Tropical Storm Debby would not scrub RNC, Tampa mayor believes
If Tropical Storm Debby struck the Tampa Bay area not on June 24, but on Aug. 26 -- the day before the Republican National Convention -- would the event still go on?
"I think it would," Tampa Mayor Bob Buckhorn said Monday. "The ingress and egress into downtown is still available. Bayshore (Boulevard) is really the only problem child, but most of the delegates wouldn't be coming in Bayshore. Downtown is open. The businesses are open. Traffic is going to be a challenge, but traffic would be a challenge in August anyway."
In the event of harsh weather, the decision about whether to go on with the convention, postpone it or cancel entirely would be up to the Republican Party and convention organizers, but decisions about evacuating people would be local.
The city activated its emergency operations center for Debby, but not at the scale it would for a full-blown hurricane, Buckhorn said. There were no evacuations, and the mayor had not heard that there was any flooding at either the Tampa Bay Times Forum, the site of the convention, or the Tampa Convention Center, where 15,000 journalists will have their work space.
The convention center is in evacuation Zone A, which is evacuated in Category 1 hurricanes with winds of 74 to 95 mph. The forum and two major convention hotels, the Tampa Marriott Waterside and the Embassy Suites, are in Zone B, which is evacuated in Category 2 hurricanes with winds of 96 to 110 mph.
The odds of a hurricane hitting the Tampa Bay area between Aug. 27-30, when the convention takes place, are less than 1 percent, according to the National Weather Service.
Still, what to do in case of heavy tropical weather has been a major part of the contingency planning for the convention at both the local and state level. Last month, state emergency management officials did a mock hurricane drill on how they would respond if a hurricane hit the bay area during the convention.
Florida's hurricane season runs from June 1 to Nov. 30. In August, most hurricanes tend to move east to west, and the conventional wisdom is that Tampa Bay, on Florida's west coast, is somewhat shielded.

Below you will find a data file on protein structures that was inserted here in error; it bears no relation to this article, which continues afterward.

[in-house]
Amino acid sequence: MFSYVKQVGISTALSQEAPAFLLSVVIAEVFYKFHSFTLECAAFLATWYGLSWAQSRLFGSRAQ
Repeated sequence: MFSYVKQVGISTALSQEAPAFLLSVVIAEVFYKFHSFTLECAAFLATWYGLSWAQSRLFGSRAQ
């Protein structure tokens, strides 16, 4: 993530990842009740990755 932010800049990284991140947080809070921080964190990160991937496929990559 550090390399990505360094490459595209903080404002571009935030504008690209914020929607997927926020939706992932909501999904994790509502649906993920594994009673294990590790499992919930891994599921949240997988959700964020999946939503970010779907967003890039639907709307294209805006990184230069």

The last time a major hurricane hit Tampa Bay was 1921. The last time it took a direct hit from any hurricane was 1946, when a Category 1 storm came up through the bay.
But, as Debby and other storms have shown, the bay area doesn't need to sustain a direct hit to feel the effects.
In late August of 1985, Hurricane Elena, a Category 3 storm, stalled off Cedar Key in early September. It was 100 miles northwest of Tampa, but the area still got significant storm-surge flooding that washed over Bayshore Boulevard in Tampa and damaged thousands of homes in Pinellas County.
In October 1968, Hurricane Gladys made landfall near Homosassa, and Clearwater Beach felt wind gusts of up to 90 mph.
In 1950, Hurricane Easy brought 120 mph winds to the area as it skidded along the edge of Florida before making a loop between Tampa and Cedar Key.
Overall, Buckhorn said he thought Tampa came through Debby pretty well, with mostly localized flooding and Bayshore closed.
"Areas, particularly in South Tampa, that historically flood flooded," Buckhorn said. "But I think for the most part, I didn't hear of much structural damage." A tornado touched down in New Tampa and damaged a fence and lanai but did not cause any injuries, he said.